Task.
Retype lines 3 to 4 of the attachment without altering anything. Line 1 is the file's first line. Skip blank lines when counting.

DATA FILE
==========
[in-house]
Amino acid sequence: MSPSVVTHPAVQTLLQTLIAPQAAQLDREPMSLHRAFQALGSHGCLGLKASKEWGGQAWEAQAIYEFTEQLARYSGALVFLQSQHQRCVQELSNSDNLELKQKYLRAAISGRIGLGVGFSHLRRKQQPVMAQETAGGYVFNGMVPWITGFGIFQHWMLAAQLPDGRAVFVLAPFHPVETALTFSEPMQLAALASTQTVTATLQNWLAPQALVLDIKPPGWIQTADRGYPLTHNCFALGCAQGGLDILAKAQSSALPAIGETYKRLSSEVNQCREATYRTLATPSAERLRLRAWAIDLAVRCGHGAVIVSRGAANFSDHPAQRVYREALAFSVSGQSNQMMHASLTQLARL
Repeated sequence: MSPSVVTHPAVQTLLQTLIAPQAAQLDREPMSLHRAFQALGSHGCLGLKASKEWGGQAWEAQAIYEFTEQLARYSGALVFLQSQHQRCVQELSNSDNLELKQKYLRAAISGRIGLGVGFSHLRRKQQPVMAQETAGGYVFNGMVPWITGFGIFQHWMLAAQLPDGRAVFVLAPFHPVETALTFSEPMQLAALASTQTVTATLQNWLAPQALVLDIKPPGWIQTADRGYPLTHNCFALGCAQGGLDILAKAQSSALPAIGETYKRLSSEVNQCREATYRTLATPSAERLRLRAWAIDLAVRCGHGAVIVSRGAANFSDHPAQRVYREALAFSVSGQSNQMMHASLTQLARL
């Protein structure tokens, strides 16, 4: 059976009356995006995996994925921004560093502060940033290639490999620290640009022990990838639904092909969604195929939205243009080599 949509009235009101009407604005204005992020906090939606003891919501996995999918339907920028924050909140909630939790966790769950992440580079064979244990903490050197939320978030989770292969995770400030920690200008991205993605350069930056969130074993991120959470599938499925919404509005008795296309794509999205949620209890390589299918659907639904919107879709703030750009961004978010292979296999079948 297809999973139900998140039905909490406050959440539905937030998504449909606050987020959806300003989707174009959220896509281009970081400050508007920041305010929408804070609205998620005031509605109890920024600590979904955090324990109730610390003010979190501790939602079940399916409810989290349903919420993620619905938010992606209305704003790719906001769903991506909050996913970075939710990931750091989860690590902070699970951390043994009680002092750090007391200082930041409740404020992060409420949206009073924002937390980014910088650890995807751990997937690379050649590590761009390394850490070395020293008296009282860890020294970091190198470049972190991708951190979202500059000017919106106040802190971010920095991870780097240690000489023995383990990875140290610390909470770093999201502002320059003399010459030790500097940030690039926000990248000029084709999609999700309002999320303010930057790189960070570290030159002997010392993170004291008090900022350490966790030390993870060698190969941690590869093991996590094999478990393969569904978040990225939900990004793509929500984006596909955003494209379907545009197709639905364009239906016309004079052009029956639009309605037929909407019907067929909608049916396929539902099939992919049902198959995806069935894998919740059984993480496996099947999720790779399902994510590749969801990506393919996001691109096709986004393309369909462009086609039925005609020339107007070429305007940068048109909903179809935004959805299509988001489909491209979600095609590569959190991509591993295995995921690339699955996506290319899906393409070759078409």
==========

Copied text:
Repeated sequence: MSPSVVTHPAVQTLLQTLIAPQAAQLDREPMSLHRAFQALGSHGCLGLKASKEWGGQAWEAQAIYEFTEQLARYSGALVFLQSQHQRCVQELSNSDNLELKQKYLRAAISGRIGLGVGFSHLRRKQQPVMAQETAGGYVFNGMVPWITGFGIFQHWMLAAQLPDGRAVFVLAPFHPVETALTFSEPMQLAALASTQTVTATLQNWLAPQALVLDIKPPGWIQTADRGYPLTHNCFALGCAQGGLDILAKAQSSALPAIGETYKRLSSEVNQCREATYRTLATPSAERLRLRAWAIDLAVRCGHGAVIVSRGAANFSDHPAQRVYREALAFSVSGQSNQMMHASLTQLARL
């Protein structure tokens, strides 16, 4: 059976009356995006995996994925921004560093502060940033290639490999620290640009022990990838639904092909969604195929939205243009080599 949509009235009101009407604005204005992020906090939606003891919501996995999918339907920028924050909140909630939790966790769950992440580079064979244990903490050197939320978030989770292969995770400030920690200008991205993605350069930056969130074993991120959470599938499925919404509005008795296309794509999205949620209890390589299918659907639904919107879709703030750009961004978010292979296999079948 297809999973139900998140039905909490406050959440539905937030998504449909606050987020959806300003989707174009959220896509281009970081400050508007920041305010929408804070609205998620005031509605109890920024600590979904955090324990109730610390003010979190501790939602079940399916409810989290349903919420993620619905938010992606209305704003790719906001769903991506909050996913970075939710990931750091989860690590902070699970951390043994009680002092750090007391200082930041409740404020992060409420949206009073924002937390980014910088650890995807751990997937690379050649590590761009390394850490070395020293008296009282860890020294970091190198470049972190991708951190979202500059000017919106106040802190971010920095991870780097240690000489023995383990990875140290610390909470770093999201502002320059003399010459030790500097940030690039926000990248000029084709999609999700309002999320303010930057790189960070570290030159002997010392993170004291008090900022350490966790030390993870060698190969941690590869093991996590094999478990393969569904978040990225939900990004793509929500984006596909955003494209379907545009197709639905364009239906016309004079052009029956639009309605037929909407019907067929909608049916396929539902099939992919049902198959995806069935894998919740059984993480496996099947999720790779399902994510590749969801990506393919996001691109096709986004393309369909462009086609039925005609020339107007070429305007940068048109909903179809935004959805299509988001489909491209979600095609590569959190991509591993295995995921690339699955996506290319899906393409070759078409």